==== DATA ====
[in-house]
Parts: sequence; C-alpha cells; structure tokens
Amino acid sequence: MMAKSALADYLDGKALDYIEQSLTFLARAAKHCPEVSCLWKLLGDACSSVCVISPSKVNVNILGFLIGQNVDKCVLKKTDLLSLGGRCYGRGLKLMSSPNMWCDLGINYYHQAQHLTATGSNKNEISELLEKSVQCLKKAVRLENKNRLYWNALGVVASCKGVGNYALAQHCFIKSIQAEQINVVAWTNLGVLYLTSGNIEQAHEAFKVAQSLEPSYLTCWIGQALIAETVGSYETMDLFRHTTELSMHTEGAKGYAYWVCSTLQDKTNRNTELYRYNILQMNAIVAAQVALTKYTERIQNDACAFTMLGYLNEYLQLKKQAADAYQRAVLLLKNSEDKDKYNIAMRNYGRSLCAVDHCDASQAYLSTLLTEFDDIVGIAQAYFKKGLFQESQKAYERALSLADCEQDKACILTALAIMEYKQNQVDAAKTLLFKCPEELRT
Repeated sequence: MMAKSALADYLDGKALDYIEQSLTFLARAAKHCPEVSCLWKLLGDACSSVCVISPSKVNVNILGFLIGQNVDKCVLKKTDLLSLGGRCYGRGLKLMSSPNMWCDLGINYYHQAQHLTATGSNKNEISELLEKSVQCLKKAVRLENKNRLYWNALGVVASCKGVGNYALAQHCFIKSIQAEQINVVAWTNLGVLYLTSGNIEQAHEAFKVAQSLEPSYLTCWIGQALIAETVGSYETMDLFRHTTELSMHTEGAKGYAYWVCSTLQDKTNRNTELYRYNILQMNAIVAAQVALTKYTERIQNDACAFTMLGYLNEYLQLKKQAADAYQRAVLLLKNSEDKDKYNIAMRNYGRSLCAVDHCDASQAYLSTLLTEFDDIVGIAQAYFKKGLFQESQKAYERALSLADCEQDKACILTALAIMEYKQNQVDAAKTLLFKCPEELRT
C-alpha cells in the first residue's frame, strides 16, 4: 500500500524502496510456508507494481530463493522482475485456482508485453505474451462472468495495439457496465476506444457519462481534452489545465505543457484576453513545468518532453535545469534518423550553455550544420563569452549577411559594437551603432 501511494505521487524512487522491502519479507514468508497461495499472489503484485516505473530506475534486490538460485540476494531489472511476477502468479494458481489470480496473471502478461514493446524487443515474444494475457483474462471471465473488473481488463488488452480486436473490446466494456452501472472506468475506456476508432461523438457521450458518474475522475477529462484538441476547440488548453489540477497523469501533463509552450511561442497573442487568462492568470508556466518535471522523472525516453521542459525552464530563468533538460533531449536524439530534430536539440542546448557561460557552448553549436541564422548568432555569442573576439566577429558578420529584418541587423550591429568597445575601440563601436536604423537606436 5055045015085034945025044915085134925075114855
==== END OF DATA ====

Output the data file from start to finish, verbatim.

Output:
[in-house]
Parts: sequence; C-alpha cells; structure tokens
Amino acid sequence: MMAKSALADYLDGKALDYIEQSLTFLARAAKHCPEVSCLWKLLGDACSSVCVISPSKVNVNILGFLIGQNVDKCVLKKTDLLSLGGRCYGRGLKLMSSPNMWCDLGINYYHQAQHLTATGSNKNEISELLEKSVQCLKKAVRLENKNRLYWNALGVVASCKGVGNYALAQHCFIKSIQAEQINVVAWTNLGVLYLTSGNIEQAHEAFKVAQSLEPSYLTCWIGQALIAETVGSYETMDLFRHTTELSMHTEGAKGYAYWVCSTLQDKTNRNTELYRYNILQMNAIVAAQVALTKYTERIQNDACAFTMLGYLNEYLQLKKQAADAYQRAVLLLKNSEDKDKYNIAMRNYGRSLCAVDHCDASQAYLSTLLTEFDDIVGIAQAYFKKGLFQESQKAYERALSLADCEQDKACILTALAIMEYKQNQVDAAKTLLFKCPEELRT
Repeated sequence: MMAKSALADYLDGKALDYIEQSLTFLARAAKHCPEVSCLWKLLGDACSSVCVISPSKVNVNILGFLIGQNVDKCVLKKTDLLSLGGRCYGRGLKLMSSPNMWCDLGINYYHQAQHLTATGSNKNEISELLEKSVQCLKKAVRLENKNRLYWNALGVVASCKGVGNYALAQHCFIKSIQAEQINVVAWTNLGVLYLTSGNIEQAHEAFKVAQSLEPSYLTCWIGQALIAETVGSYETMDLFRHTTELSMHTEGAKGYAYWVCSTLQDKTNRNTELYRYNILQMNAIVAAQVALTKYTERIQNDACAFTMLGYLNEYLQLKKQAADAYQRAVLLLKNSEDKDKYNIAMRNYGRSLCAVDHCDASQAYLSTLLTEFDDIVGIAQAYFKKGLFQESQKAYERALSLADCEQDKACILTALAIMEYKQNQVDAAKTLLFKCPEELRT
C-alpha cells in the first residue's frame, strides 16, 4: 500500500524502496510456508507494481530463493522482475485456482508485453505474451462472468495495439457496465476506444457519462481534452489545465505543457484576453513545468518532453535545469534518423550553455550544420563569452549577411559594437551603432 501511494505521487524512487522491502519479507514468508497461495499472489503484485516505473530506475534486490538460485540476494531489472511476477502468479494458481489470480496473471502478461514493446524487443515474444494475457483474462471471465473488473481488463488488452480486436473490446466494456452501472472506468475506456476508432461523438457521450458518474475522475477529462484538441476547440488548453489540477497523469501533463509552450511561442497573442487568462492568470508556466518535471522523472525516453521542459525552464530563468533538460533531449536524439530534430536539440542546448557561460557552448553549436541564422548568432555569442573576439566577429558578420529584418541587423550591429568597445575601440563601436536604423537606436 5055045015085034945025044915085134925075114855